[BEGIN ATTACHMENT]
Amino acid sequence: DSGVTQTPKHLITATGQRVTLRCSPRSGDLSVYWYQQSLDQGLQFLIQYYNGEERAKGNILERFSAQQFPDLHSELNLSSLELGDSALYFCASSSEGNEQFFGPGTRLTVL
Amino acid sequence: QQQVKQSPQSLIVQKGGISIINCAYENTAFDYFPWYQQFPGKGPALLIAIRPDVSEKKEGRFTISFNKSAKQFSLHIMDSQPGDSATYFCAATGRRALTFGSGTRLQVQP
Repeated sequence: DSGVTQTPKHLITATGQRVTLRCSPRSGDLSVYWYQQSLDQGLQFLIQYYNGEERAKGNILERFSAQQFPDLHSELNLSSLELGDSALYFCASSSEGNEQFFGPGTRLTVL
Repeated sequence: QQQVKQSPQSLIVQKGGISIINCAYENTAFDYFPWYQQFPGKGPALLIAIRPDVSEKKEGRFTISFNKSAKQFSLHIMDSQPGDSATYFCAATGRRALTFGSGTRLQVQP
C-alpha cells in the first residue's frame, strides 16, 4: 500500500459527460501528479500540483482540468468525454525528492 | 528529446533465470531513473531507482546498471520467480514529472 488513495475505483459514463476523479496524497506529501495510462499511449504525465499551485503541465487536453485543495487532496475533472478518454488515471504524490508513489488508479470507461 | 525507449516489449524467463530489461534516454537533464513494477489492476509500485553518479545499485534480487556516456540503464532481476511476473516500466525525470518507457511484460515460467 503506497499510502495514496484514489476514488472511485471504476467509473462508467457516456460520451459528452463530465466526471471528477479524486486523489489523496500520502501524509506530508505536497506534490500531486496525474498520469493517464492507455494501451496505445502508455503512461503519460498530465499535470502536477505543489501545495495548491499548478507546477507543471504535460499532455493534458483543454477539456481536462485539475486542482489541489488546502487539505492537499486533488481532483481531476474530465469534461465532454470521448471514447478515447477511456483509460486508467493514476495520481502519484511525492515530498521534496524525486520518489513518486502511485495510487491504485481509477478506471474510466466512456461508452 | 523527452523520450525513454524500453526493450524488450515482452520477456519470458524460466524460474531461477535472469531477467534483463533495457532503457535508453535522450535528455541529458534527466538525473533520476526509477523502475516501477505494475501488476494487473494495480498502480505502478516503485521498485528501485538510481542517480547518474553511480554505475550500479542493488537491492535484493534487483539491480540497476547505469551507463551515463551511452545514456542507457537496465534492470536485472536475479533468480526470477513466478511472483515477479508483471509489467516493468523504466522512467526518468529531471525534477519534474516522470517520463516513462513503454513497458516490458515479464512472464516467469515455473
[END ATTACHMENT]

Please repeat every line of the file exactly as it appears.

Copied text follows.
Amino acid sequence: DSGVTQTPKHLITATGQRVTLRCSPRSGDLSVYWYQQSLDQGLQFLIQYYNGEERAKGNILERFSAQQFPDLHSELNLSSLELGDSALYFCASSSEGNEQFFGPGTRLTVL
Amino acid sequence: QQQVKQSPQSLIVQKGGISIINCAYENTAFDYFPWYQQFPGKGPALLIAIRPDVSEKKEGRFTISFNKSAKQFSLHIMDSQPGDSATYFCAATGRRALTFGSGTRLQVQP
Repeated sequence: DSGVTQTPKHLITATGQRVTLRCSPRSGDLSVYWYQQSLDQGLQFLIQYYNGEERAKGNILERFSAQQFPDLHSELNLSSLELGDSALYFCASSSEGNEQFFGPGTRLTVL
Repeated sequence: QQQVKQSPQSLIVQKGGISIINCAYENTAFDYFPWYQQFPGKGPALLIAIRPDVSEKKEGRFTISFNKSAKQFSLHIMDSQPGDSATYFCAATGRRALTFGSGTRLQVQP
C-alpha cells in the first residue's frame, strides 16, 4: 500500500459527460501528479500540483482540468468525454525528492 | 528529446533465470531513473531507482546498471520467480514529472 488513495475505483459514463476523479496524497506529501495510462499511449504525465499551485503541465487536453485543495487532496475533472478518454488515471504524490508513489488508479470507461 | 525507449516489449524467463530489461534516454537533464513494477489492476509500485553518479545499485534480487556516456540503464532481476511476473516500466525525470518507457511484460515460467 503506497499510502495514496484514489476514488472511485471504476467509473462508467457516456460520451459528452463530465466526471471528477479524486486523489489523496500520502501524509506530508505536497506534490500531486496525474498520469493517464492507455494501451496505445502508455503512461503519460498530465499535470502536477505543489501545495495548491499548478507546477507543471504535460499532455493534458483543454477539456481536462485539475486542482489541489488546502487539505492537499486533488481532483481531476474530465469534461465532454470521448471514447478515447477511456483509460486508467493514476495520481502519484511525492515530498521534496524525486520518489513518486502511485495510487491504485481509477478506471474510466466512456461508452 | 523527452523520450525513454524500453526493450524488450515482452520477456519470458524460466524460474531461477535472469531477467534483463533495457532503457535508453535522450535528455541529458534527466538525473533520476526509477523502475516501477505494475501488476494487473494495480498502480505502478516503485521498485528501485538510481542517480547518474553511480554505475550500479542493488537491492535484493534487483539491480540497476547505469551507463551515463551511452545514456542507457537496465534492470536485472536475479533468480526470477513466478511472483515477479508483471509489467516493468523504466522512467526518468529531471525534477519534474516522470517520463516513462513503454513497458516490458515479464512472464516467469515455473